These sexual violence offences include fondling, violations of bodily privacy, child pornography, luring a child for sexual liaisons, exposing children to adult sexuality, child prostitution or sexual exploitation and sexual acts with a child.
Generally, there seems to be under reporting of some forms of sexual violence and with the exception of rape and defilement data does not exist. Thus, government needs to develop child centric legislation to address all forms of Violence against Girls in Schools (VAGS).
The Policy Mapping Study on Existing Policy and Legal Frameworks addressing Violence Against Girls in Schools was conducted by the Human Rights Advocacy Centre (HRAC), as part of a five-year research and advocacy project on Stop Violence Against Girls in Schools by the Ghana National Education Campaign Coalition (GNECC).
Article 27 of the CRC places responsibility on parent (s) or others to secure within their abilities and financial capacities, the conditions of living necessary for the development of the child.
However, Nana Oye Lithur, lead researcher, stated that socio-economic violence / non- child maintenance (failure to provide funds for the upkeep and well-being of the child) is still a problem in Ghana, such that between 1999 and 2009, the Domestic Violence and Victim Support Unit (DOVVSU) recorded 45,782 non- maintenance cases while the Commission on Human Rights and Administrative Justice (CHRAJ) received 3,317 non-maintenance cases in 2007.
"The law is not working that is why we have so many cases at the Social Welfare Department. It is no doubt it has a direct bearing on the education of the girl child."
On access / right to education, Nana Oye, who is also a human rights lawyer, said in spite of the provisions guaranteed by the Constitution, Children's Act, Education Service Act and Education for All, insufficient basic facilities especially at the primary level have not been addressed according to the 2008 report from the Ministry of Education on school infrastructure.
According to her, 48% of primary schools have no access to toilet facilities resulting in absenteeism among girls especially during menstruation.
"Although the Capitation Grant prohibits payment of fees by pupils, some beneficiary schools still charge levies for sports, printing of examination papers, medical and utilities to watchman fees."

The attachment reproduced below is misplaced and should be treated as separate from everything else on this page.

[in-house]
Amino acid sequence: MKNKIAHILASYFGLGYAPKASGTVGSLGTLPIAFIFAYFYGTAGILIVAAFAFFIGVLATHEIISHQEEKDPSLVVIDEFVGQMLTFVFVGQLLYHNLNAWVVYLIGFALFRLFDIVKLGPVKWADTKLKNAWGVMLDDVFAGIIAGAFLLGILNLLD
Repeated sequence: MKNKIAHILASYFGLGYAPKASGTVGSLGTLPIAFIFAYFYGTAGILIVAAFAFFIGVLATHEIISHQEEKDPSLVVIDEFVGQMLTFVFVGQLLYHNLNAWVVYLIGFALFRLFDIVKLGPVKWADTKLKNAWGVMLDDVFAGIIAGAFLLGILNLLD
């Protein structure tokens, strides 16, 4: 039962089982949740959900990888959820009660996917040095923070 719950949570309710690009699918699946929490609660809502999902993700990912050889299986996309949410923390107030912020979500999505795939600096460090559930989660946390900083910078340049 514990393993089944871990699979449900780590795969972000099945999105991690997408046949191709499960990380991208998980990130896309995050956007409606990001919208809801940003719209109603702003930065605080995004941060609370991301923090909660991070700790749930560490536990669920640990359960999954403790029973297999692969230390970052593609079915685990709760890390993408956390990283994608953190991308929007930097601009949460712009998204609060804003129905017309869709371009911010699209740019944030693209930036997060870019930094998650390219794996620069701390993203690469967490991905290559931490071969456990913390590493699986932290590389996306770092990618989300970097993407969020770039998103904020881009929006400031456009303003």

The study found out that despite that fact that Ghana has passed a National Health Insurance Act, national coverage for healthcare facilities is still a challenge. It states that hospital fees are still being charged for preparing reports on defilement and rape cases and no prophylaxis is provided for victims of defilement and rape, placing them at risk of contracting HIV/AIDS (excluding a pilot programme at Korle-Bu Hospital).
The Children's Act & DV Act provide for the establishment of Child Panels and gender focal points in Municipal and District Assemblies but there is no data on the number of child panels that has been set up.
Nana Oye explained that although DV Act makes provisions for the support of victims of domestic violence, there is little or no support from government to victims in the districts, including shelter and counseling services.
"DOVVSU exists in only about 87 districts out of 170 (National Secretariat, DOVVSU Annual Report 2009). This means domestic violence cannot be effectively addressed."
A major challenge faced during the research was the difficulty in accessing reports and data on VAGS from institutions that are mandated to generate and provide data. Again, the depth of knowledge of some of the key institutions on VAGS was unacceptably low.
At the national level, the research recommends that data collection systems must be strengthened on VAGS and capture specific disaggregated data and the implementation of a national campaign directed at institutions that deal directly with VAGS to increase their knowledge of applicable laws.
"Ensure more effective implementation of criminal laws to deal with the high percentage of victims of sexual exploitation, incest and sexual coercion; implement a reporting and referral system for victims of VAGS. State and civil society organizations dealing with women, children and education, should keep accurate and disaggregated data on services they provide to victims of gender based violence should coordinate to prevent duplication of programmes that address the same issues."
Due to their shared mission to improve the status of women and girls, DOVVSU and the Girls Education Unit are required to pool their energies and resources together to address VAGS by creating a school culture that supports 'zero tolerance' for violence and create programmes to enhance social capital of girls, among girls.
Also at the educational level, the study suggests the institutionalization of life skills curricula to incorporate issues related to gender violence protection and train teachers to identify and respond to VAGS.
It calls for the abolishment of corporal punishment and the promotion of alternative classroom management practices and disciplinary procedures and revision of school curriculum to model non violence and promote gender sensitivity.
Further, the research on VAGS proposes that at the community level the Ministry of Women and Children Affairs, Department of Social Welfare, DOVVSU and the Commission on Human Rights through their district offices should team up with civil society organizations to foster awareness of school-related gender-based violence, educate them on how to identify such violence and partner with traditional leaders to promote positive change.
"Form effective Parent Teacher Associations that will hold the school accountable for guaranteeing a safe and secure environment and establish advisory committees to facilitate school-community linkages," the report proposed.
Source: Public Agenda (Accra, Ghana)